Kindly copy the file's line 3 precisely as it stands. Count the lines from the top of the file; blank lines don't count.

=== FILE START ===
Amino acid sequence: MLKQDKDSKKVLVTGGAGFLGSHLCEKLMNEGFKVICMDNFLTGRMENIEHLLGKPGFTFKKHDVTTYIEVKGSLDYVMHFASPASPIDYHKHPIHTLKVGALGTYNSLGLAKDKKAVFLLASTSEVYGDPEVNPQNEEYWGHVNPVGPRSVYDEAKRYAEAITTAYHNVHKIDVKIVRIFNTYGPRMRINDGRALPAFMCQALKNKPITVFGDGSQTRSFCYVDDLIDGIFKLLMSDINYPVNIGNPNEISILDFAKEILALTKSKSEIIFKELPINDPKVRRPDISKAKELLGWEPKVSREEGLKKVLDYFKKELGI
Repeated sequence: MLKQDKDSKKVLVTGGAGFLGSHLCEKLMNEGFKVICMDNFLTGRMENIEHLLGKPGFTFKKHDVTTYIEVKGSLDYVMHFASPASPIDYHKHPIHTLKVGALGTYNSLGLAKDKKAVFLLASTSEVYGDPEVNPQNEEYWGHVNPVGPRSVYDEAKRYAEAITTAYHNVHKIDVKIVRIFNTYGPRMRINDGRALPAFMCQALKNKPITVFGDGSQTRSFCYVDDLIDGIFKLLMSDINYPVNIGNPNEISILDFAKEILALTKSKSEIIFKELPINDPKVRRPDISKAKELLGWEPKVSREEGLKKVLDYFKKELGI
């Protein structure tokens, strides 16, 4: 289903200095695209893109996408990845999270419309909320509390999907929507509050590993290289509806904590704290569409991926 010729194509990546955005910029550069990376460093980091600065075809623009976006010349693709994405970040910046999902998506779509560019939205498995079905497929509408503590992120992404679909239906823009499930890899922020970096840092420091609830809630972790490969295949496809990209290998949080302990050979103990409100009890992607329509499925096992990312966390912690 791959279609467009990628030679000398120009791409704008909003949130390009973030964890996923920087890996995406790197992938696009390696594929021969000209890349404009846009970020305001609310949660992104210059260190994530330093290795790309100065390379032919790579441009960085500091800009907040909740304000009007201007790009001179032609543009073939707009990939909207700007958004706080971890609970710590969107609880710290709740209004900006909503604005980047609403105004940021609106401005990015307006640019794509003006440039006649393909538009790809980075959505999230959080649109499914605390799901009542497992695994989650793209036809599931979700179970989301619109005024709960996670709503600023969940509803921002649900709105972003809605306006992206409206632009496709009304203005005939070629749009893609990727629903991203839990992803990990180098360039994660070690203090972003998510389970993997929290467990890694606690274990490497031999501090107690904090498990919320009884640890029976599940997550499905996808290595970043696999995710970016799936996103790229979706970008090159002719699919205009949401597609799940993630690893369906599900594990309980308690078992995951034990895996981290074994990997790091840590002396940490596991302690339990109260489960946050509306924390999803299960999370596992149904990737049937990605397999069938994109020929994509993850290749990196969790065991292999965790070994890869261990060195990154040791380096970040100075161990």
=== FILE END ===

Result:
């Protein structure tokens, strides 16, 4: 289903200095695209893109996408990845999270419309909320509390999907929507509050590993290289509806904590704290569409991926 010729194509990546955005910029550069990376460093980091600065075809623009976006010349693709994405970040910046999902998506779509560019939205498995079905497929509408503590992120992404679909239906823009499930890899922020970096840092420091609830809630972790490969295949496809990209290998949080302990050979103990409100009890992607329509499925096992990312966390912690 791959279609467009990628030679000398120009791409704008909003949130390009973030964890996923920087890996995406790197992938696009390696594929021969000209890349404009846009970020305001609310949660992104210059260190994530330093290795790309100065390379032919790579441009960085500091800009907040909740304000009007201007790009001179032609543009073939707009990939909207700007958004706080971890609970710590969107609880710290709740209004900006909503604005980047609403105004940021609106401005990015307006640019794509003006440039006649393909538009790809980075959505999230959080649109499914605390799901009542497992695994989650793209036809599931979700179970989301619109005024709960996670709503600023969940509803921002649900709105972003809605306006992206409206632009496709009304203005005939070629749009893609990727629903991203839990992803990990180098360039994660070690203090972003998510389970993997929290467990890694606690274990490497031999501090107690904090498990919320009884640890029976599940997550499905996808290595970043696999995710970016799936996103790229979706970008090159002719699919205009949401597609799940993630690893369906599900594990309980308690078992995951034990895996981290074994990997790091840590002396940490596991302690339990109260489960946050509306924390999803299960999370596992149904990737049937990605397999069938994109020929994509993850290749990196969790065991292999965790070994890869261990060195990154040791380096970040100075161990």